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Modiolus Restoration Research Group

Modiolus Restoration Plan

Modiolus Restoration Plan

Horse mussel (Modiolus modiolus) reefs have been documented in Strangford Lough since the mid-nineteenth century and research conducted in the 1970s showed Modiolus reefs to be extensive.  The full extent of these reefs was not mapped until the 1990s, by which time it was evident that the beds had already been significantly impacted by activities such as dredge/trawl fishing. 

Following concerns raised by various Non-Governmental Organisations (NGOs) and others, the Department of the Environment (DoE) commissioned Queen’s University Belfast (QUB) in 2003 to investigate both the current status of the reefs and identify probable causes of their demise [Strangford Lough Ecological Change Investigation (SLECI)].  An interim report in November 2003 identified trawling as the single most likely causative factor resulting in the Department of Agriculture and Rural Development (DARD) introducing a total ban on all mobile fishing gear within Strangford Lough from December 2003.  QUB reported their full findings in June 2004 painting a picture of widespread damage to the Modiolus biogenic reef feature. In 2008 the Modiolus Restoration Research Group was created within Queens University to provide technical and scientific support for the Modiolus Restoration Plan.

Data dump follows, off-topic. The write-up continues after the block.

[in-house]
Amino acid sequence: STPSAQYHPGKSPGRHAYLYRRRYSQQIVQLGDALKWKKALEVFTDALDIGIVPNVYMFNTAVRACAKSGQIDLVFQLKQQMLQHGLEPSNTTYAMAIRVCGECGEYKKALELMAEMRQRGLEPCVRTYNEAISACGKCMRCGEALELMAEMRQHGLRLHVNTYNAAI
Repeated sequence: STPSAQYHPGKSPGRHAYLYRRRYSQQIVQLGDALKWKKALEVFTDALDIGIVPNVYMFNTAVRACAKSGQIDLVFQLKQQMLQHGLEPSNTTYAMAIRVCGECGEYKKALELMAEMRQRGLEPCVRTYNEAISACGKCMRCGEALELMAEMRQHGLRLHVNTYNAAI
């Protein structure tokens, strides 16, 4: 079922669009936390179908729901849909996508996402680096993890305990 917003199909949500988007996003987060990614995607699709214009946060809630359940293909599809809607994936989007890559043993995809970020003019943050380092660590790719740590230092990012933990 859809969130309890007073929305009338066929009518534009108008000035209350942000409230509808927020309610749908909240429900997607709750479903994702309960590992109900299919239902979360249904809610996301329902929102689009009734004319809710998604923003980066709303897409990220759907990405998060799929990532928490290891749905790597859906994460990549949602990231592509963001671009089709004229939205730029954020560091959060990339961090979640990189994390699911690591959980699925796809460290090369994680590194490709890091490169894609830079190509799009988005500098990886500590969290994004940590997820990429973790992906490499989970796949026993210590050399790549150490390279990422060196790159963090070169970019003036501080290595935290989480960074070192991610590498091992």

The Modiolus Restoration Plan was consequently developed  to:

  1. protect the remaining Modiolus biogenic reefs (short term)
  2. assess whether conditions in Strangford Lough are currently suitable for restoration (short term)
  3. look for evidence of recovery of the reefs (medium term)
  4. restore the Strangford Lough Modiolus reefs to ‘Favourable Conservation Status’ (long term)

The Modiolus Restoration Group MRRG provides scientific support by:

  1. Mapping the extent of the historical and remaining Modiolus reefs.
  2. Monitoring the condition of the Modiolus reefs.
  3. Conducting studies to test the feasibility of different restoration techniques
  4. Experimentally testing the  effect of anthropogenic impacts on the function of Modiolus reefs